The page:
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Mix a pop song – 7d – Bong, Boff, and Sizzle

I’m so sorry – I couldn’t find a better title for this section – which is a great shame because it is actually critically important, so I’d better explain myself pretty quickly.

I should point out that the previous section regarding “sound enhancement” by EQ, is really discussing the subject from the point of view of an individual instrument.

But the sound of the individual instruments alone doesn’t make a great mix.

It is the impact of the whole thing that matters.


The “bong” in a mix is the pounding of the rhythm. Note that this does not mean a bass-heavy mix. It just means that the impact of the relentless rhythm must be clearly felt in your physical body as you listen to the mix. It is not just the drums and bass that form the “bong”, although they usually are the primary contributors to it. It is also the pounding of the rhythm of the other important parts such as piano and guitars. It isn’t possible to describe in words any special “formula” to make this happen, because it is different in every case. You just need to be aware that it is there and figure out how to control it (usually by experimentation).


The “boff” in the mix is usually the offbeat. It is created substantially by the snare although, again, other instruments can contribute significantly to the effect – look for syncopated beats that deserve accentuating. The alternate “bong/boff” of a song is the defining essence of the songs rhythm, and if you can get this across clearly, then people will get up onto the dance floor, or at least start tapping their feet when the record is played.

The “bong” in a song should genuinely feel (at loud volume) like it physically hits you in the midriff or below, whilst the “boff” should physically hit you in the chest or higher.


Cymbals? Percussion? Yes, these things do contribute significantly to the “sizzle” of a mix, but not entirely. There are many other contributors to the very top end of a mix including the lead vocal – and the vocal reverb. A good top end really shouts “Quality production!”. George Michael ballad mixes (such as “Praying for time”) illustrate this kind of thing on vocal reverb (although I’d be the first to admit that George Michael mixes are probably overdone in this respect, which tires the ears somewhat). Guitars – especially steel acoustics – can also create a wonderful “sheen” if the top end is carefully managed, which can be heard over the top of a mix – even when played on a low-quality transistor radio.

The careful management of the very top end of a mix is an art in itself, and is something that deserves special consideration in the mix. But be careful. It is a dangerous area. Why? Because if you overdo the top end of a mix, your ears will grow tired very quickly. Not only can this give you a real, physical, and extremely painful headache when mixing (it can be nasty and extreme, so take a break immediately if this happens), but what’s worse, it makes your ears grow deaf to the top end, and so you end up actually piling yet more and more top end on in order to compensate. You can do this without even realising. This is a well-recognised problem when mixing, and is often the result of mixing too loud for too long. It is not at all uncommon to listen to what sounded like a great, powerful and loud mix the night before, and listen to it the day afterwards and discover that it sounds like a little transistor radio! A quick glance at the controls on the desk will reveal that all of the top-end equaliser controls are cranked up way too high. Normally, a less-than-perfect quick solution is needed to fix it under these circumstances:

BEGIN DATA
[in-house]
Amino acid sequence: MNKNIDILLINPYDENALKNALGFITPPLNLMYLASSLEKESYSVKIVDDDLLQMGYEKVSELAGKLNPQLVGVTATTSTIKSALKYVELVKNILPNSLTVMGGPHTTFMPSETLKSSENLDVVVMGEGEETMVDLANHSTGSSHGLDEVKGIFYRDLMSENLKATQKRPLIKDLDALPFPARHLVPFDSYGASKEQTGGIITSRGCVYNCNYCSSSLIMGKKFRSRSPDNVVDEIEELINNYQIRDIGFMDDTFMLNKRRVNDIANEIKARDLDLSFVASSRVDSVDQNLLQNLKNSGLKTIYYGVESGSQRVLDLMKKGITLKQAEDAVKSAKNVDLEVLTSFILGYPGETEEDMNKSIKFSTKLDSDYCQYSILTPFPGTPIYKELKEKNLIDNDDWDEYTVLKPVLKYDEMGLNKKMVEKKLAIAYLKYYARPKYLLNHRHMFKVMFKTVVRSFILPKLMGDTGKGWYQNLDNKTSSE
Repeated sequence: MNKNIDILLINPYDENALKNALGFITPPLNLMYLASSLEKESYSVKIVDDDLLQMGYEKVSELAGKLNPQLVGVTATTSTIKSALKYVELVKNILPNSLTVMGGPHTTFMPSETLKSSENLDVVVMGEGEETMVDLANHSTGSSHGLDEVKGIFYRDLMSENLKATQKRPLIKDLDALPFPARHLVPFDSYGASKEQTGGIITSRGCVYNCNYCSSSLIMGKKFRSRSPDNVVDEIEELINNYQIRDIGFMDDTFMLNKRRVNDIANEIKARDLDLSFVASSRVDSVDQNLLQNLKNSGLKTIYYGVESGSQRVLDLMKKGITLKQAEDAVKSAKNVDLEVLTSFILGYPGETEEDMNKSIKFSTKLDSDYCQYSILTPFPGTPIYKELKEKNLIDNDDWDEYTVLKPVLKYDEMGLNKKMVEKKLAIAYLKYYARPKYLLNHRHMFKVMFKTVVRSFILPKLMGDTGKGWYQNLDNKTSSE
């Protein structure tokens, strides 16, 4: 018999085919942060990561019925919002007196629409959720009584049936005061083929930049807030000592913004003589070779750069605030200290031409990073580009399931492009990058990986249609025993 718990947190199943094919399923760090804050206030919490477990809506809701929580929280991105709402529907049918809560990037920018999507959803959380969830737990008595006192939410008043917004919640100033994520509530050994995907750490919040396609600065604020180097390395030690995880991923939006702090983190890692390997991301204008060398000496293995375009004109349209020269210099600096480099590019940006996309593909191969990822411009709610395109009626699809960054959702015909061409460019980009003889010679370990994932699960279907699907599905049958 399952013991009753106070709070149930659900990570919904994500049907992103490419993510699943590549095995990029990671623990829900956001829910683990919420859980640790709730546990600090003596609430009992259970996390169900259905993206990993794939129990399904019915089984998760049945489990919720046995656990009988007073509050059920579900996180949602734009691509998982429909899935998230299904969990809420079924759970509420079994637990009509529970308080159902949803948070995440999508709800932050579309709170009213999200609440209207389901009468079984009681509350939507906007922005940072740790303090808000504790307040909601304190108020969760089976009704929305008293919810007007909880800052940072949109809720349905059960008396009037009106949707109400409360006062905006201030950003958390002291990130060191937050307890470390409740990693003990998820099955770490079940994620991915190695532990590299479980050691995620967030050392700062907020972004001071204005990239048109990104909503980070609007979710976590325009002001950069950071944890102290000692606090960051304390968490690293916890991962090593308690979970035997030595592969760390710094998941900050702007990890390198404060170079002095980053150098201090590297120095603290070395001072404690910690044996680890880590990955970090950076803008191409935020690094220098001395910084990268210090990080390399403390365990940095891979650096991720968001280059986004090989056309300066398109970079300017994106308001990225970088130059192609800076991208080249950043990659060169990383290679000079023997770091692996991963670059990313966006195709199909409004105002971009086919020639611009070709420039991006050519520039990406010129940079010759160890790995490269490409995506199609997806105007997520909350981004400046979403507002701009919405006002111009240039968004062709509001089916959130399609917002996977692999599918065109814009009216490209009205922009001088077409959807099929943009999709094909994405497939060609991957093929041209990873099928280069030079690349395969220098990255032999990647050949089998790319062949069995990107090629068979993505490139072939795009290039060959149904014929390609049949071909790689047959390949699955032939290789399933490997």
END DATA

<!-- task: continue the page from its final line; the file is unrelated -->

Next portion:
Either putting the entire mix through a graphic equaliser, or by going along the desk channels one at a time and reducing the amount of HF lift that you inadvertently gave everything previously.

As an aside, it is worth mentioning that if you do get a severe headache quickly and unexpectedly when mixing, and you are not otherwise ill, then there is a strong chance that you have got something very wrong with the top end of your mix, and it will give other people a headache when they listen to it as well. I’ve heard this discussed by people many times in the past. People aren’t sure whether it is just the presence of too much top or whether it is your ears trying to struggle at understanding the unnatural phase distortion that occurs when overdoing top-end EQ – but people frequently acknowledge that this is a genuine problem that some mixes have.


As a final thought – it’s also worth mentioning that it is possible to overdo the aspect of Bong, Boff and Sizzle in a mix. Make sure that the impact of your mixing technique doesn’t overwhelm the basic message and emotional content of the song. Everything has to be in balance for it to work properly.

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